YouTube has played down reports that it includes non-disparagement agreements in contracts with specific artists. These would prevent said musicians from criticising the Google platform. Although the company admits that a small number of deals tied to original content or promotional work may include “general language around conduct”.
Bloomberg recently cited sources who said that non-disparagement agreements had been included in certain deals YouTube had struck up directly with artists where the Google company was investing in content or marketing. The newswire conceded that such terms are common in business agreements, but noted that they weren’t generally used by other streaming services that enter into partnerships with specific acts.
Responding to those reports, American artist lobbying group the Content Creators Coalition earlier this week called on the judiciary committees in US Congress to investigate the use of such non-disparagement agreements by YouTube in the context of the US Copyright Office’s investigation into safe harbour reform. It argued Google was using its market dominance to silence possible critics in the music community.
Addressing the Congressional committees, the Coalition wrote: “Simply put, Google has abused its monopoly power to give artists pennies on the dollar and appears to be further abusing that power to buy the silence of artists who might otherwise speak out and draw public scrutiny to these practices. With jurisdiction over copyright and antitrust laws, the judiciary committees are uniquely situated to get to the bottom of these apparent abuses. We ask that you do so swiftly”.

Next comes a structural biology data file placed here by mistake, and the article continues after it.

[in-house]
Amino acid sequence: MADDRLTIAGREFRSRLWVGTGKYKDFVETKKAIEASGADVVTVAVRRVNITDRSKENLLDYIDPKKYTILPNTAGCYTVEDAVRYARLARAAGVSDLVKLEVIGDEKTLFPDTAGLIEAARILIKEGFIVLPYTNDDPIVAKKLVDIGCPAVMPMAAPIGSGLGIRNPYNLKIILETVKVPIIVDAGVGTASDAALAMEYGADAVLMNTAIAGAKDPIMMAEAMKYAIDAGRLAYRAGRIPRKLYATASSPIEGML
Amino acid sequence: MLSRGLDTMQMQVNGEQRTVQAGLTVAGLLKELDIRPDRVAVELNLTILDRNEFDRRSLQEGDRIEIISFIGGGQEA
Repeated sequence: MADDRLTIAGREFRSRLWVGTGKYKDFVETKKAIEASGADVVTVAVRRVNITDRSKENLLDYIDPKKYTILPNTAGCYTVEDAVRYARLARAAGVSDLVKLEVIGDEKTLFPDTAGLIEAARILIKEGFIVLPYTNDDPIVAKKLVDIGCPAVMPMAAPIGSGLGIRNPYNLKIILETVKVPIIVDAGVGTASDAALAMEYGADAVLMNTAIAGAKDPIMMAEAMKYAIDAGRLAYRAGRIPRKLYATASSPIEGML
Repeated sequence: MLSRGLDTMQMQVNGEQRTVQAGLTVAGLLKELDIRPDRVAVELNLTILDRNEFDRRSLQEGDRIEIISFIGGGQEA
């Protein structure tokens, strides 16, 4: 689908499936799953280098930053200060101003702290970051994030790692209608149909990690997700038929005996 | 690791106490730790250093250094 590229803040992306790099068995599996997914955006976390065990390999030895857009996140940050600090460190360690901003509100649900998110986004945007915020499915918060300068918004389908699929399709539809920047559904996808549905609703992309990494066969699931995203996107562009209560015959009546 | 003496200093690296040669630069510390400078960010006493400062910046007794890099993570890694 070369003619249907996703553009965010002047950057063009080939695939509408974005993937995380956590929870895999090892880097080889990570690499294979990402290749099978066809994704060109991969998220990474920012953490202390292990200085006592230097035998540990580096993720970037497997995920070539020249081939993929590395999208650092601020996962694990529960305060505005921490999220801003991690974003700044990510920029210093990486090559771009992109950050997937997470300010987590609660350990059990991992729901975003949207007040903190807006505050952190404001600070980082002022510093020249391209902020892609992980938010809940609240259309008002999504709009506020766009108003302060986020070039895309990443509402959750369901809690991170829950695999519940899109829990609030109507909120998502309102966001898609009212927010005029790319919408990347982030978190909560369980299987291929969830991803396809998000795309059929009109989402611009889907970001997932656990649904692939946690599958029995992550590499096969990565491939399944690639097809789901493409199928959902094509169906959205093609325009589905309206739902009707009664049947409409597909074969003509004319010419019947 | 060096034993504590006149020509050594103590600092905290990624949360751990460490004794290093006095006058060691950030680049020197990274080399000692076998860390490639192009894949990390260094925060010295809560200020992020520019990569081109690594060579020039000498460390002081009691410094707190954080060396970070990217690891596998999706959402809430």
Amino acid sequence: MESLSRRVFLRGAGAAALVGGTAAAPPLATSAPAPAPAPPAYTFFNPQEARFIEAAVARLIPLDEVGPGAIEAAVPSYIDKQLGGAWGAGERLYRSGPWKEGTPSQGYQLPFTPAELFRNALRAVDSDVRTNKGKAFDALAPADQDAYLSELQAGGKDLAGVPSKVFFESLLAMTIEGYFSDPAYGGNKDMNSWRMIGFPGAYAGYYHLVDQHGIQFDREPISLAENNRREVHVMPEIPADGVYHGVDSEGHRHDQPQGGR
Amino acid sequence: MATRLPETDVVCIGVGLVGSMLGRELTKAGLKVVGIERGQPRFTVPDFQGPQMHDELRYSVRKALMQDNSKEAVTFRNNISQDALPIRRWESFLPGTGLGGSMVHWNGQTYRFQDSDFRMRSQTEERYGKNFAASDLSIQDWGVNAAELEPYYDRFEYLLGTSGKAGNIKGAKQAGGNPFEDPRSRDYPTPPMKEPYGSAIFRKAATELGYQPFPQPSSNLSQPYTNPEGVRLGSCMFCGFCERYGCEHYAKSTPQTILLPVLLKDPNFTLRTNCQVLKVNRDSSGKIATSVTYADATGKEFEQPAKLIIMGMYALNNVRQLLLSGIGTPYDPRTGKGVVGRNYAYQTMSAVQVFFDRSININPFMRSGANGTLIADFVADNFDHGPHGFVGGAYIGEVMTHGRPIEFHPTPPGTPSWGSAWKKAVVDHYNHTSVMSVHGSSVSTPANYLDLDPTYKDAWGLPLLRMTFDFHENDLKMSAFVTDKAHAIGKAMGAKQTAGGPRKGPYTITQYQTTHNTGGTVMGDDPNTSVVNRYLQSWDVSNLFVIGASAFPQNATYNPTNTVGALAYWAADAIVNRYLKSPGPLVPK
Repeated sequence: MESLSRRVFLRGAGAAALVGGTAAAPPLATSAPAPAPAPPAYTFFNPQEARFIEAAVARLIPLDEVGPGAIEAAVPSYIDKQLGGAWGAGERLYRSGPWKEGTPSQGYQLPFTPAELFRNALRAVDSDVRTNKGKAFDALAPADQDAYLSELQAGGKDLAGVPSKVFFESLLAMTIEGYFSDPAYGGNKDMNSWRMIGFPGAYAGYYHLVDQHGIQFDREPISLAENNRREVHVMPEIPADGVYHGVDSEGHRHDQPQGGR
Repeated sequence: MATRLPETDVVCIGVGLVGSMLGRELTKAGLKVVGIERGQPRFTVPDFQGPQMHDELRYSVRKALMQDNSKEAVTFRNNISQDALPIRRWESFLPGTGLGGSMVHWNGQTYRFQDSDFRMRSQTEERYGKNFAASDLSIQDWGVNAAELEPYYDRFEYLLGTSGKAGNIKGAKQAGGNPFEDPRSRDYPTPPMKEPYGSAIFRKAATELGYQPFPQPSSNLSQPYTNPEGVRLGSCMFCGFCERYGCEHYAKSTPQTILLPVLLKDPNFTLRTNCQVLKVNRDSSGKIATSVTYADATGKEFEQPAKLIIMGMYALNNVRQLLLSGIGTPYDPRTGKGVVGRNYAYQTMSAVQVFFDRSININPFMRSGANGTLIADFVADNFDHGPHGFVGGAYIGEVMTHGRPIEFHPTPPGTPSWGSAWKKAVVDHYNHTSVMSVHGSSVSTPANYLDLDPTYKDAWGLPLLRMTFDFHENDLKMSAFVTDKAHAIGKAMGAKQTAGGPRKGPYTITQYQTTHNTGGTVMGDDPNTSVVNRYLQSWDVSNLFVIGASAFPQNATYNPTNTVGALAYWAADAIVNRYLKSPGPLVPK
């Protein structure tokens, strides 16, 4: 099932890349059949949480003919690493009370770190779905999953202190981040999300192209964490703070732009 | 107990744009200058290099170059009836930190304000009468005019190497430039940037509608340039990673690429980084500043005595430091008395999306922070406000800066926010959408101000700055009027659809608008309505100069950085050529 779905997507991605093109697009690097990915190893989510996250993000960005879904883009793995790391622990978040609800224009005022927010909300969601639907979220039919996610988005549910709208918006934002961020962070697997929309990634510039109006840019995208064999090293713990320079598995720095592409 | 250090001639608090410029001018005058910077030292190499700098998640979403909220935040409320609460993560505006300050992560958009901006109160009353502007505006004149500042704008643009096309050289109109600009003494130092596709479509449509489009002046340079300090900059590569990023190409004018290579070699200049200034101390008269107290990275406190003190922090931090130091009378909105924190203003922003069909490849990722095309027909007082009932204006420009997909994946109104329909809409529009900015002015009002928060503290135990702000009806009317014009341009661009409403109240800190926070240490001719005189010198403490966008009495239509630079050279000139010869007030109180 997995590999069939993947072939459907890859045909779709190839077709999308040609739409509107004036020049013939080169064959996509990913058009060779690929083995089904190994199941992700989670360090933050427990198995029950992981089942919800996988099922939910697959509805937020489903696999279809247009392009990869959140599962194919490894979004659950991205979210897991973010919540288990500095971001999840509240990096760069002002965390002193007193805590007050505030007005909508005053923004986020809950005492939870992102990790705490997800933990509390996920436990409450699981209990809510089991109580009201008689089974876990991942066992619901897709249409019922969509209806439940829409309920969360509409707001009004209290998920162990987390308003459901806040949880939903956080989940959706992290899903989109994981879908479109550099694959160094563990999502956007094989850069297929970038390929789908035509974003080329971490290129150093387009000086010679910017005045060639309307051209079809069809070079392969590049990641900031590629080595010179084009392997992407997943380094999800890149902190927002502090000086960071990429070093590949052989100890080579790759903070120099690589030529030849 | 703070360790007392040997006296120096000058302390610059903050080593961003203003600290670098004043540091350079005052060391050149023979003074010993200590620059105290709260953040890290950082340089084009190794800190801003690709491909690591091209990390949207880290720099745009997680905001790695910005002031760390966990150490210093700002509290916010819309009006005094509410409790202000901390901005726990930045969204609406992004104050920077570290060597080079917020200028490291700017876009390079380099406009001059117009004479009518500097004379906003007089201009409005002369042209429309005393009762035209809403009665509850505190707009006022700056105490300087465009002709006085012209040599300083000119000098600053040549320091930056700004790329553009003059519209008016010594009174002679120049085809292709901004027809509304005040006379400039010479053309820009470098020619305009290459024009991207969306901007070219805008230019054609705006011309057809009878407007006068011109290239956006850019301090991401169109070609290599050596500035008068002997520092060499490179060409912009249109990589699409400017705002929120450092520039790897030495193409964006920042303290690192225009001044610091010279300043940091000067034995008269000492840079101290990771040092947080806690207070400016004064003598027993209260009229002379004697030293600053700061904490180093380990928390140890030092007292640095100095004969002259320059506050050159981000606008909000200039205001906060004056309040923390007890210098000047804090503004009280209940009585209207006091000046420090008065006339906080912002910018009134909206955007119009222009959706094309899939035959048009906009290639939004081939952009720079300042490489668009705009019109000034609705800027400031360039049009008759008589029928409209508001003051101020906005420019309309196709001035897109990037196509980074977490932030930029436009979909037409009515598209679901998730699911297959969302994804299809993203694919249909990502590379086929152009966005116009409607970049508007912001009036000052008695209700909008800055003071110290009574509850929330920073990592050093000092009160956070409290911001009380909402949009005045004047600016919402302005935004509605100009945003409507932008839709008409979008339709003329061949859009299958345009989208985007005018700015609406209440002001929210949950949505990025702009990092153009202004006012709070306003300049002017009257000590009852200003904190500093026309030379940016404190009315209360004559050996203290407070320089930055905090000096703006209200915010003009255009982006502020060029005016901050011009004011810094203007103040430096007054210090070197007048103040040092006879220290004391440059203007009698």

However, YouTube argues that non-disparagement agreements are not a routine part of its deals with content creators, and that the clauses cited by Bloomberg’s sources relate to very specific partnership agreements.
A spokesperson for the video site told CMU: “We do not have clauses in our standard partner agreements with creators, labels and artists referencing disparagement. In rare instances when we align our brand more closely to a specific creator tied to new original content or one-off promotional work, we may ask them to sign an agreement that includes general language around conduct. This type of clause is often used in the entertainment industry and is intended to protect companies, not so much from the words an individual may express, but more so their actions, especially in today’s times”.
Of course, the vast majority of creators who upload content to YouTube do so under a standard agreement that makes no mention of non-disparagement. It’s the small number of bespoke deals that include content production or promotional support that may or may not include that “general language around conduct”.
Insiders say that if you count every single content partner on the YouTube platform, those bespoke deals account for less than 0.01% of the firm’s creator agreements. Which means there are an awful lot of people distributing content on YouTube who are more than able to go round concurrently dissing the website. Though the company’s critics in the music community may still argue that in that small number of bespoke deals are some notable performers whose support for the music industry’s ‘value gap’ campaign would be useful.[from http://ift.tt/2lvivLP]